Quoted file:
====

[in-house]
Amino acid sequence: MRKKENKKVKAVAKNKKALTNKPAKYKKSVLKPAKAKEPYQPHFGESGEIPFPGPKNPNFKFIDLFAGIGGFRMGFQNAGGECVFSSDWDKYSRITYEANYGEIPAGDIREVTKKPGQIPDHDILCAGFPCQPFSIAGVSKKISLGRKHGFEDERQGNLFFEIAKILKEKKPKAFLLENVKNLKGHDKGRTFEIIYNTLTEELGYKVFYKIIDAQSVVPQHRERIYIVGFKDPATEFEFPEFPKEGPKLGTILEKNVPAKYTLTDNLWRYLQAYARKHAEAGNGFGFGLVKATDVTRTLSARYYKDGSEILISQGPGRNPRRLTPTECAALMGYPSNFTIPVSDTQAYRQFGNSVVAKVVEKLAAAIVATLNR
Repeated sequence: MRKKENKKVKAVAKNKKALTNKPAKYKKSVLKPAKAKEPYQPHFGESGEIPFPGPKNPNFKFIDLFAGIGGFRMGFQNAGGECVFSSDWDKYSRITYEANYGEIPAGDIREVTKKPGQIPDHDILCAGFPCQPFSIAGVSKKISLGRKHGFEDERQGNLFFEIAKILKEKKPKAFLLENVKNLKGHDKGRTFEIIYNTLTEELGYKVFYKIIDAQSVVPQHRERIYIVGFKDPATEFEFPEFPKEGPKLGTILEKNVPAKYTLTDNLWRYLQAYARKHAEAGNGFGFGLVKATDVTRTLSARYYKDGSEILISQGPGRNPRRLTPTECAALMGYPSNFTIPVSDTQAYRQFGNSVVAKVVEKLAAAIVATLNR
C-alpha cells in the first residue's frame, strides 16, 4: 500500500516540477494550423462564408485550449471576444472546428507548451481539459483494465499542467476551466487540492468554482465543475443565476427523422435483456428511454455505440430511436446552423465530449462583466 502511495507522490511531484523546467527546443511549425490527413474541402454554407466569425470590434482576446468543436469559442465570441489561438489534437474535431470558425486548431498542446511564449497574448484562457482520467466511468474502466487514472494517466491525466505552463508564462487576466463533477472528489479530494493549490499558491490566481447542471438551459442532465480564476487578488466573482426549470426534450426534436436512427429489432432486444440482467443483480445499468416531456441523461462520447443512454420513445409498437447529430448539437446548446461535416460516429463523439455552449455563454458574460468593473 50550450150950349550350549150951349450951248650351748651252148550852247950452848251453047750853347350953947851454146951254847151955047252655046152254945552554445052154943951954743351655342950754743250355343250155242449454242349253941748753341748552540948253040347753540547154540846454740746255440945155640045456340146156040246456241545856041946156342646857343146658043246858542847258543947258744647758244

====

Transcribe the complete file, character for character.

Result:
[in-house]
Amino acid sequence: MRKKENKKVKAVAKNKKALTNKPAKYKKSVLKPAKAKEPYQPHFGESGEIPFPGPKNPNFKFIDLFAGIGGFRMGFQNAGGECVFSSDWDKYSRITYEANYGEIPAGDIREVTKKPGQIPDHDILCAGFPCQPFSIAGVSKKISLGRKHGFEDERQGNLFFEIAKILKEKKPKAFLLENVKNLKGHDKGRTFEIIYNTLTEELGYKVFYKIIDAQSVVPQHRERIYIVGFKDPATEFEFPEFPKEGPKLGTILEKNVPAKYTLTDNLWRYLQAYARKHAEAGNGFGFGLVKATDVTRTLSARYYKDGSEILISQGPGRNPRRLTPTECAALMGYPSNFTIPVSDTQAYRQFGNSVVAKVVEKLAAAIVATLNR
Repeated sequence: MRKKENKKVKAVAKNKKALTNKPAKYKKSVLKPAKAKEPYQPHFGESGEIPFPGPKNPNFKFIDLFAGIGGFRMGFQNAGGECVFSSDWDKYSRITYEANYGEIPAGDIREVTKKPGQIPDHDILCAGFPCQPFSIAGVSKKISLGRKHGFEDERQGNLFFEIAKILKEKKPKAFLLENVKNLKGHDKGRTFEIIYNTLTEELGYKVFYKIIDAQSVVPQHRERIYIVGFKDPATEFEFPEFPKEGPKLGTILEKNVPAKYTLTDNLWRYLQAYARKHAEAGNGFGFGLVKATDVTRTLSARYYKDGSEILISQGPGRNPRRLTPTECAALMGYPSNFTIPVSDTQAYRQFGNSVVAKVVEKLAAAIVATLNR
C-alpha cells in the first residue's frame, strides 16, 4: 500500500516540477494550423462564408485550449471576444472546428507548451481539459483494465499542467476551466487540492468554482465543475443565476427523422435483456428511454455505440430511436446552423465530449462583466 502511495507522490511531484523546467527546443511549425490527413474541402454554407466569425470590434482576446468543436469559442465570441489561438489534437474535431470558425486548431498542446511564449497574448484562457482520467466511468474502466487514472494517466491525466505552463508564462487576466463533477472528489479530494493549490499558491490566481447542471438551459442532465480564476487578488466573482426549470426534450426534436436512427429489432432486444440482467443483480445499468416531456441523461462520447443512454420513445409498437447529430448539437446548446461535416460516429463523439455552449455563454458574460468593473 50550450150950349550350549150951349450951248650351748651252148550852247950452848251453047750853347350953947851454146951254847151955047252655046152254945552554445052154943951954743351655342950754743250355343250155242449454242349253941748753341748552540948253040347753540547154540846454740746255440945155640045456340146156040246456241545856041946156342646857343146658043246858542847258543947258744647758244